My first posting as a doctor was to Homa Bay District Hospital. Homa Bay is a small town by the shores of Lake Victoria in western Kenya.
At first, I was very reluctant to go there as I had never been that far from my family and friends or from a big city. I remember a conversation I had with my father, in which he urged me to go, wisely pointing out ‘you never know what you were supposed to do for the people of Homa Bay.'
During a trip from the coordination office in Nairobi to Homa Bay, in a conversation with the project coordinator, I wondered loudly about my connection to the town of Homa Bay. It felt a bit strange for me that out of four organisations I have worked with in the past eight years, three have HIV projects in Homa Bay and this county always seems to be drawing me back to it.
The beach in Homa Bay in 2008, from the MSF photo archives © Brendan Bannon
More than half of my working life has involved this lake side town in one way or the other. Its uniqueness is drawn from many things; the people, the scenic setting, having churned out notable politicians, such as the eloquent Tom Mboya, in Kenya’s political history and the stalwart Mbita constituency member of parliament Millie Odhiambo among others.
But it first caught my attention for one reason; a current HIV prevalence of 25.7 percent, the highest in Kenya. This was much higher in the range of 30 to 40 percent back in 2008 and still remains so in some pockets of the county.
Translated to simple terms, this means one in every four adults walking on the street is living with HIV in Ndhiwa.
When I first started working in Homa Bay in 2008, I had a strong focus on treating individual patients with little regard to the larger social and economic impact of disease. So I got a bit worried when I soon discovered that up to 90 percent of the beds in the medical ward were occupied by patients presenting with opportunistic infections secondary to HIV infection.
I remember asking Dr Oduor who was the physician then what the medical wards were like before the age of HIV. ‘For starters, we had fewer patients and were dealing mainly with malaria and respiratory infections. The death rates in the wards were also comparable to other facilities but with the advent of HIV the death rates shot up dramatically’.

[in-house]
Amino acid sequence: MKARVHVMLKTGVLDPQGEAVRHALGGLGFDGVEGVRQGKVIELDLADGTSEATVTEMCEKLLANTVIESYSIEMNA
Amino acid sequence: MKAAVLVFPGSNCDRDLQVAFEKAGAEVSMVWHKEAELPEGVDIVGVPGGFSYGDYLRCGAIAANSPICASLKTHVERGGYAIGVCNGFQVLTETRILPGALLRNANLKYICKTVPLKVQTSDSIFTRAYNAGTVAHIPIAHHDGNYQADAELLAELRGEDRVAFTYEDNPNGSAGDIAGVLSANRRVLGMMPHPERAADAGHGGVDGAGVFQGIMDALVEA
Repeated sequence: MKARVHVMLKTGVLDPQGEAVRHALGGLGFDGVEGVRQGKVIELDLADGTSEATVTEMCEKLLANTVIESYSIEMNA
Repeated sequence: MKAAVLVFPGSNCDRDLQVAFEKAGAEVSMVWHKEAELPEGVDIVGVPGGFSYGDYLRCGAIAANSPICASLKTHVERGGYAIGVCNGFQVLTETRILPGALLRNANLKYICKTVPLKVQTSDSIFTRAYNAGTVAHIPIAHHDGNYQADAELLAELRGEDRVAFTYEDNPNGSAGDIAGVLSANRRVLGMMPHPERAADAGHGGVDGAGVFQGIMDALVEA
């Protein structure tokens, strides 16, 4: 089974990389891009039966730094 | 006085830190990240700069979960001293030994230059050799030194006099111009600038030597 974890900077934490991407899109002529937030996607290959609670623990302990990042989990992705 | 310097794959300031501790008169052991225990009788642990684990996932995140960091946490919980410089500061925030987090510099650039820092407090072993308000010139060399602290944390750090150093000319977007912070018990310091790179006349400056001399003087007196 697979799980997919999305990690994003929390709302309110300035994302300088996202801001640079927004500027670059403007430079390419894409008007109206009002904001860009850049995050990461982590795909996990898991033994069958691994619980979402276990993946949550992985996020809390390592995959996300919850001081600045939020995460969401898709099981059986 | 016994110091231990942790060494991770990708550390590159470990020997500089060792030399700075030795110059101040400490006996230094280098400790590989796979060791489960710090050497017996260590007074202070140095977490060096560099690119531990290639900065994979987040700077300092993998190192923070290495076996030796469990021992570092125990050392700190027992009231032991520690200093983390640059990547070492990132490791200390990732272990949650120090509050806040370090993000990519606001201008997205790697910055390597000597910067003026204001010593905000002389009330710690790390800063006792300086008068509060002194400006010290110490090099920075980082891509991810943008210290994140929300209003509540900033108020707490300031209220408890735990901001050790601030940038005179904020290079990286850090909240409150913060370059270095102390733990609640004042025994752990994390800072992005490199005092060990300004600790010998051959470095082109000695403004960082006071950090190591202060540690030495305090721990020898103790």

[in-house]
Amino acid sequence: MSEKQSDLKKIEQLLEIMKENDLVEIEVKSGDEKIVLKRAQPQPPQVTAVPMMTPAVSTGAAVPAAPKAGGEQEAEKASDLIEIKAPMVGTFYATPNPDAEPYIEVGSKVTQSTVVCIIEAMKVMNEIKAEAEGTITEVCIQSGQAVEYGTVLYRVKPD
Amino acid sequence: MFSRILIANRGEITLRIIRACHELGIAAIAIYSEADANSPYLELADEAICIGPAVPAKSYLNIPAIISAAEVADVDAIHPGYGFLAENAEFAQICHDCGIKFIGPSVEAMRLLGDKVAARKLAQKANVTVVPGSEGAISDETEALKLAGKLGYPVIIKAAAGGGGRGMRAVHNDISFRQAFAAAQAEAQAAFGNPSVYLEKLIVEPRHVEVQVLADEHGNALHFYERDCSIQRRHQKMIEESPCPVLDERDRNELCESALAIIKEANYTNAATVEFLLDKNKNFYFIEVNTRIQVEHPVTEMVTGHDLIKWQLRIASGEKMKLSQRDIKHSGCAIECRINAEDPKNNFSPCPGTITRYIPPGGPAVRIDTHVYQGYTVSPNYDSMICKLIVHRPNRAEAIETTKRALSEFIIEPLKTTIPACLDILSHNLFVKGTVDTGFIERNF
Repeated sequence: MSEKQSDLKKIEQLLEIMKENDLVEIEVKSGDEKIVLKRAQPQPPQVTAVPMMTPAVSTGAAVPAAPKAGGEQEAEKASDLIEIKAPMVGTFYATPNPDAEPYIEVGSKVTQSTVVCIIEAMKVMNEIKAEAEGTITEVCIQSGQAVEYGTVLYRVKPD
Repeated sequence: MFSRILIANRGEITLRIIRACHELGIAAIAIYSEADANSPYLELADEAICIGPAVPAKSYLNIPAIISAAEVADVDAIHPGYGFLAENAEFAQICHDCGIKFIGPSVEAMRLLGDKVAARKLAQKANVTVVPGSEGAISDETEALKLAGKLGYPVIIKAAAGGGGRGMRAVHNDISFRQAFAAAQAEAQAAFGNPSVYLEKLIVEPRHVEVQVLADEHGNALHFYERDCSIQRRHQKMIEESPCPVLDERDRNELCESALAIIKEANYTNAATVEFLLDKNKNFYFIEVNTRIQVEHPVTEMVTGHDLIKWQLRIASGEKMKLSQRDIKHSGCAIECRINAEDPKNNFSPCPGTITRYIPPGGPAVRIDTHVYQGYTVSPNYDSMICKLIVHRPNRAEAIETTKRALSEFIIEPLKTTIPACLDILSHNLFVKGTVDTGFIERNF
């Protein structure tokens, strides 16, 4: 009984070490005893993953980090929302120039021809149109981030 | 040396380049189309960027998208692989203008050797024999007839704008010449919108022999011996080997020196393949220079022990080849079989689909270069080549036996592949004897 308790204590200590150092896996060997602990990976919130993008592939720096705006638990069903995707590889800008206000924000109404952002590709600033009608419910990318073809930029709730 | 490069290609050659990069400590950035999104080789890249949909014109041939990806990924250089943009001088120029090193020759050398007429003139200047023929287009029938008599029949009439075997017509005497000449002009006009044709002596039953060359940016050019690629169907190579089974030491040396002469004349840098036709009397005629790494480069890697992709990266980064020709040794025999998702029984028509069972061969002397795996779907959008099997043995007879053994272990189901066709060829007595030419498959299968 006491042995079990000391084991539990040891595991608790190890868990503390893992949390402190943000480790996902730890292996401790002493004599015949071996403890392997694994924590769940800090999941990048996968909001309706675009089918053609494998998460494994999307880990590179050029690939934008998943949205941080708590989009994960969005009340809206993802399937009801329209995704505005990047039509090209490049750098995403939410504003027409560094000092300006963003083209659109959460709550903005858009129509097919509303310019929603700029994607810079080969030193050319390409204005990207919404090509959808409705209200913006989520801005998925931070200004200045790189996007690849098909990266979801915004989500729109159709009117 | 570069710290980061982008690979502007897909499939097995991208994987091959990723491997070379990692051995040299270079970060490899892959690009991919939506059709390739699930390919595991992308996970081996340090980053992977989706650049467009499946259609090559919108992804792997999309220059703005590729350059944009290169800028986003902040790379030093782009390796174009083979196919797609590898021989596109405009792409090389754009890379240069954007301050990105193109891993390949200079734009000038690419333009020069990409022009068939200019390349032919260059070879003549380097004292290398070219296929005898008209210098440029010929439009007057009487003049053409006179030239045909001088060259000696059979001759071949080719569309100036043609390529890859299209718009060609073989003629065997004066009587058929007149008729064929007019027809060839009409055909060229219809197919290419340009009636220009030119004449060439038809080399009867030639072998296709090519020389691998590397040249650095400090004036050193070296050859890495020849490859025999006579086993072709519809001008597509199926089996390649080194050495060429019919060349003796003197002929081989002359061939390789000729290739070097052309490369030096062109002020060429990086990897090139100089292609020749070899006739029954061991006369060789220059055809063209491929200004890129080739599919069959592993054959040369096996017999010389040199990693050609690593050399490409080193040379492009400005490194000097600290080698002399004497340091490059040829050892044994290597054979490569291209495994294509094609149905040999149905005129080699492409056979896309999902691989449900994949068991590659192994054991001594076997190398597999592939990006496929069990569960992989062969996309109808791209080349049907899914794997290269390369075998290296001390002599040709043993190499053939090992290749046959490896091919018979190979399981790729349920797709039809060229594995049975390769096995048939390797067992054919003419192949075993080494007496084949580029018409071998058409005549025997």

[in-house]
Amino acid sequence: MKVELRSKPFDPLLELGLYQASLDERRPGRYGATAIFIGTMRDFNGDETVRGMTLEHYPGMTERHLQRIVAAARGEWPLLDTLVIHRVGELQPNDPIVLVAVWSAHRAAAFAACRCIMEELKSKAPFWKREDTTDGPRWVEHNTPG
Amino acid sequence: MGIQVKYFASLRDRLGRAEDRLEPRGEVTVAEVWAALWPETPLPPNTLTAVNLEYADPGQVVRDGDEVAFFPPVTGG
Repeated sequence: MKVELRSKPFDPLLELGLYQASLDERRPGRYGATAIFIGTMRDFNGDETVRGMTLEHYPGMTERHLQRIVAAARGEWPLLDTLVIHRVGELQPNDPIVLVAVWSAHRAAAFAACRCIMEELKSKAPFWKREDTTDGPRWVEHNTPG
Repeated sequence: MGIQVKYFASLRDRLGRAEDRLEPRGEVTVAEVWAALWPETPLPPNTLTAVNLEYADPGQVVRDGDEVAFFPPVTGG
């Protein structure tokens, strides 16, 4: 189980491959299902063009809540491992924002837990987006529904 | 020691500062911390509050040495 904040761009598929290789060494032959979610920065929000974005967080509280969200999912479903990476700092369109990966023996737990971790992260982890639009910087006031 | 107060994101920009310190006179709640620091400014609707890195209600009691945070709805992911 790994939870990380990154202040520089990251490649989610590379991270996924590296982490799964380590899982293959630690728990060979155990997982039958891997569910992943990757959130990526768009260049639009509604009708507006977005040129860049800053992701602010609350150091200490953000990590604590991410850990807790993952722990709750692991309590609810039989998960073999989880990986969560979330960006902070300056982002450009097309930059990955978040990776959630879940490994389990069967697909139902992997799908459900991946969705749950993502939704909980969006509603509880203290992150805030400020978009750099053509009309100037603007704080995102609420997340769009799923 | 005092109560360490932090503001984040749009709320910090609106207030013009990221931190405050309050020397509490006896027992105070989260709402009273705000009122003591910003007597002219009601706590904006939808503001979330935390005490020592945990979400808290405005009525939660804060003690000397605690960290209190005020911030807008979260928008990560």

For me it was rather worrying that one condition could account for such a high proportion of admissions. Coincidentally, I was born about the same time as HIV was discovered, so I did not have the hindsight of how things were before the pandemic.
Maybe, I will get to see the end of this pandemic in my lifetime. This is where I first met MSF, who were running Clinic B, the HIV clinic at Homa Bay District Hospital. I even had a unique encounter with a photographer from MSF who took a photograph of me in the paediatric ward attending to a patient who I still remember to date because of their near brush with death. I never knew I would eventually work with MSF in the same small town of Homa Bay.
This is the old photo of me in 2008 taken by an MSF photographer, Brendan Brannon.
Fast forward to 2015 and MSF conducts a study to look at the major causes of admission and death in the medical wards at Homa Bay district hospital (now called Homa Bay county referral hospital). The study included 690 patients admitted between December 2014 and March 2015.
The preliminary results presented to the county team showed that 49.1 percent of patients were admitted due to HIV related conditions. A significant (45 percent) proportion of these admitted with HIV related conditions had severe immunosuppression with CD4 counts less than 100. It got me asking the same questions I asked when I was back in the county in 2008.
What are we missing? Why do we still have such high morbidities related to HIV in the age when universal access to ARVs [antiretroviral treatment] should be then norm?
The scenes that haunted me eight years ago still replay themselves, even now. You will not miss this should you pay a visit to the county referral hospital.
A 20 to 30 year old, lays in bed severely immunocompromised, probably suffering from Karposi’s Sarcoma or another related condition. One of his/her grandparents sits at his/her bedside, despondent. They wonder what the future holds, not just for their grandchild, but for the great grandchildren s/he will be leaving under their care.
On my part, the questions are not limited to the social ones asked by the loving grandparents; they include economic ones that we have to answer as a nation and as a subcontinent. Who will teach in our schools; who will dig in our farms; who will guide the next generation into fully productive citizens; who will take care of orphans to break the vicious cycle of poverty that now more than ever looms over them like a dark cloud?
And finally, can our economic output one day outstrip the drain that this and other diseases have on our systems? When organisations such as MSF, USAID and PEPFAR will no longer support the care of those infected, what shall be the impact on our national budget? Are we ready for that day?